Petitions / Supreme Court Activity

Here is an update on recent activity at the Supreme Court in cases decided by the Federal Circuit. With respect to granted cases, there is no new activity to report since our last update. With respect to petitions, two new petitions were filed in a veterans case and a pro se case. Additionally, a waiver of right to respond was filed in a pro se case, and a reply brief was filed in a veterans case. Here are the details.

Granted Cases

There is no new activity to report.


New Petitions

Two new petitions were filed with the Court.

In Wright v. McDonough, a veterans case, the Court was asked to review the following question:

  • “Whether an aggrieved veteran’s right to judicial review of the Article I veteran-benefit administrative process, pursuant to the first sentence of 38 U.S.C. § 7292(d)(1) in the Court of Appeals for the Federal Circuit as the Article III court of first instance, is independent of review of decisions issued within that Article I process.”

In Akerman v. Merit Systems Protection Board, a pro se petitioner asked the Court to review the following questions:

  1. “Jurisdiction Over Habeas Corpus Decisions from the Federal Circuit: Does jurisdiction over habeas corpus decisions originating within the administrative state, particularly those adjudicated by the Federal Circuit, reside under federal authority pursuant to 28 U.S.C. § 1254(1), or state authority as per 28 U.S.C. § 1257(a)?”
  2. “Implications of Respondent Designation in Habeas Corpus Cases: Given the stipulations of 28 U.S.C. § 2254 on the importance of correctly naming respondents in habeas corpus cases, what are the jurisdictional and procedural implications of designating only the Merit Systems Protection Board as the respondent in cases involving military contexts and issues of federal and judicial immunity?”
  3. “Constitutional Mandate for Habeas Corpus Challenges: Is it incumbent upon a judicial body, under the Constitution, to permit challenges to ‘custody under or by the color of the authority of the United States, or committed for trial before some court thereof,’ through habeas corpus petitions?”
  4. “Spoliation in the Context of Interlocutory Appeal and the Brady Rule: Within the realm of federal administrative law, specifically concerning quasi-judicial bodies like the Merit Systems Protection Board, what are the legal implications of spoliation of evidence in relation to interlocutory appeals and the obligations of disclosure as mandated by the Brady rule?”

Waiver of Right to Respond

Verifone Systems, Inc. waived its right to respond to the petition in Ottah v. Verifone System Inc., a pro se case.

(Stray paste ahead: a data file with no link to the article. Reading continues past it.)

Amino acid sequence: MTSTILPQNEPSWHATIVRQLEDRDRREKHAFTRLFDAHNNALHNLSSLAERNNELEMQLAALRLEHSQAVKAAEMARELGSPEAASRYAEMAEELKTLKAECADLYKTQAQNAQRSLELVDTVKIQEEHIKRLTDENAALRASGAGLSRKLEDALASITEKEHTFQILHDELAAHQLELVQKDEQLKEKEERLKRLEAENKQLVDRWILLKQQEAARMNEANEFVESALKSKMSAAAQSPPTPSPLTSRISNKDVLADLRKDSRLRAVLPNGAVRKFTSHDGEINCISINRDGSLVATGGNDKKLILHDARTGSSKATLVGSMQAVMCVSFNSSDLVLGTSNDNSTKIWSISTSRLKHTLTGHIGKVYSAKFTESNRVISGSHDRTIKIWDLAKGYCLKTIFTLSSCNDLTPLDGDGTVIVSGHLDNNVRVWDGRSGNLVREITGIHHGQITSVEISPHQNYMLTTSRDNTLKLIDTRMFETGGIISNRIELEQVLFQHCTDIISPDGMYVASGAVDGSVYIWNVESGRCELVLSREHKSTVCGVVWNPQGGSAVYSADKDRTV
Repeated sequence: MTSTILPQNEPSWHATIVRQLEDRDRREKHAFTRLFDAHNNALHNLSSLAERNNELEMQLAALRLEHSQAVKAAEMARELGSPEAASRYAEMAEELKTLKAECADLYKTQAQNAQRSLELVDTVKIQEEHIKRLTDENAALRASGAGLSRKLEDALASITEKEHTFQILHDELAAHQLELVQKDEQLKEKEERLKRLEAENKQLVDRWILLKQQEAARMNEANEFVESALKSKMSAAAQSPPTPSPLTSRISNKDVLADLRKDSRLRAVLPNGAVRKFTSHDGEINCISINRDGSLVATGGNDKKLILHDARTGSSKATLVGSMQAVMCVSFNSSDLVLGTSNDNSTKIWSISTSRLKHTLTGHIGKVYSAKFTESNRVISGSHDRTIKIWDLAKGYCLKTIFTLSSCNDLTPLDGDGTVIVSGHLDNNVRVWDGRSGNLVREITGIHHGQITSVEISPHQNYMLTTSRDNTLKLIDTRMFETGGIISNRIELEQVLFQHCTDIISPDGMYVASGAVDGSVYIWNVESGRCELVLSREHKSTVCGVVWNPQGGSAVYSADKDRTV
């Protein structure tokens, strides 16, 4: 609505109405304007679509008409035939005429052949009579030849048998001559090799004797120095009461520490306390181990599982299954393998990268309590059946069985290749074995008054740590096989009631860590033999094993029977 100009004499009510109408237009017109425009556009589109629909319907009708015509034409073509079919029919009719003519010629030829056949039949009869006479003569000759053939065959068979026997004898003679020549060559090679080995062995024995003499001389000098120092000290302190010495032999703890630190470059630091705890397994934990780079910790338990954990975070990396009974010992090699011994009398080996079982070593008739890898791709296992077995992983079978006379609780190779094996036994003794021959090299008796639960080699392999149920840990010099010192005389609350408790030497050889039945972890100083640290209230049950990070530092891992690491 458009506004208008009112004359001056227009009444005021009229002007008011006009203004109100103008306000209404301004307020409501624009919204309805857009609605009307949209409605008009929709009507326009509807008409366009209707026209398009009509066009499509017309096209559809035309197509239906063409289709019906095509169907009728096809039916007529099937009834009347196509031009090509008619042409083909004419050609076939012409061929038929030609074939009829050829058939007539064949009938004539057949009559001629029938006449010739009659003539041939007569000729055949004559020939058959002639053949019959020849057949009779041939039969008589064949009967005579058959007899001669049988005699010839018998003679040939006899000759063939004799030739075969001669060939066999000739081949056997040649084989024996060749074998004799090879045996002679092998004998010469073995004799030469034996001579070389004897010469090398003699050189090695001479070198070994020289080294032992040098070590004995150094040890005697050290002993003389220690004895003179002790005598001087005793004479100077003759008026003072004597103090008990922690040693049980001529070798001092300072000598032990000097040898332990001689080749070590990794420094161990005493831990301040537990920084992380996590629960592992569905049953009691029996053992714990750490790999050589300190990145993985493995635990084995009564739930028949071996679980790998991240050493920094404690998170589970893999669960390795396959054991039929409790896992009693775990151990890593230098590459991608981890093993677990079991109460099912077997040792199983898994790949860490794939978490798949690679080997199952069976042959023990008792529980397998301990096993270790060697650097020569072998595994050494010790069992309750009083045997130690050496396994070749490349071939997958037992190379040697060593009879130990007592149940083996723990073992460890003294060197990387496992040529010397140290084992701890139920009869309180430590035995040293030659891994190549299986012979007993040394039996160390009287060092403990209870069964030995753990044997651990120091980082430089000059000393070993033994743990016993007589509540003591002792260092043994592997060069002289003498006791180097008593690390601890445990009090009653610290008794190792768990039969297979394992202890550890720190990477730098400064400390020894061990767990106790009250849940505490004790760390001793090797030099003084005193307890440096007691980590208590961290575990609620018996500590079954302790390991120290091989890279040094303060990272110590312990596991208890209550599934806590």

New Reply

In Forsythe v. McDonough, a veterans case, Forsythe filed his reply brief. The petition presented the following questions:

  1. “Whether the Federal Circuit misinterpreted 38 U.S.C. § 5103(a)(1) to allow VA to issue evidentiary notice only before receiving a veteran’s claim, even though the statute requires notice that accounts for evidence ‘not previously provided to the Secretary that is necessary to substantiate the claim.’”
  2. “Whether the Federal Circuit violated the longstanding doctrine of Accardi v. Shaughnessy, 347 U.S. 260 (1954), by permitting VA to violate its own regulation on the ground that the agency’s noncompliance cannot be ‘prejudicial’ to veterans.”

In its brief, the government argued “[n]othing in 38 U.S.C. [§] 5103(a) precluded the VA from providing the required notice before rather than after the agency received petitioner’s application.” Looking to “Section 5103(a)(1)’s drafting history,” the government highlighted how Congress “removed the introductory phrase ‘[u]pon receipt of a complete or substantially complete application’ and” included “that the notice should be made ‘by the most effective means available.’” Moreover, according to the government, the Federal Circuit correctly “held that, even if the VA’s regulation required petitioner’s sequencing, any error in providing the notice too early was harmless.”

In its reply brief, Forsythe now asserts “[t]he government . . . privileges unreliable legislative history over clear statutory text,” “offer[ing] a novel argument to avoid that statutory text,” but the argument “is flawed on its face.” According to Forsythe, the government argues “the [agency’s] violation [of its own regulation] can never be harmful,” which Forsythe contends “creates dangerous precedent allowing agencies to change the rules without engaging in notice-and-comment rulemaking.” Furthermore, Forsythe maintains, “[r]egardless of the statutory text, it is undisputed that VA’s own regulation requires the agency to provide notice ‘when VA receives a complete or substantially complete initial or supplemental claim.’”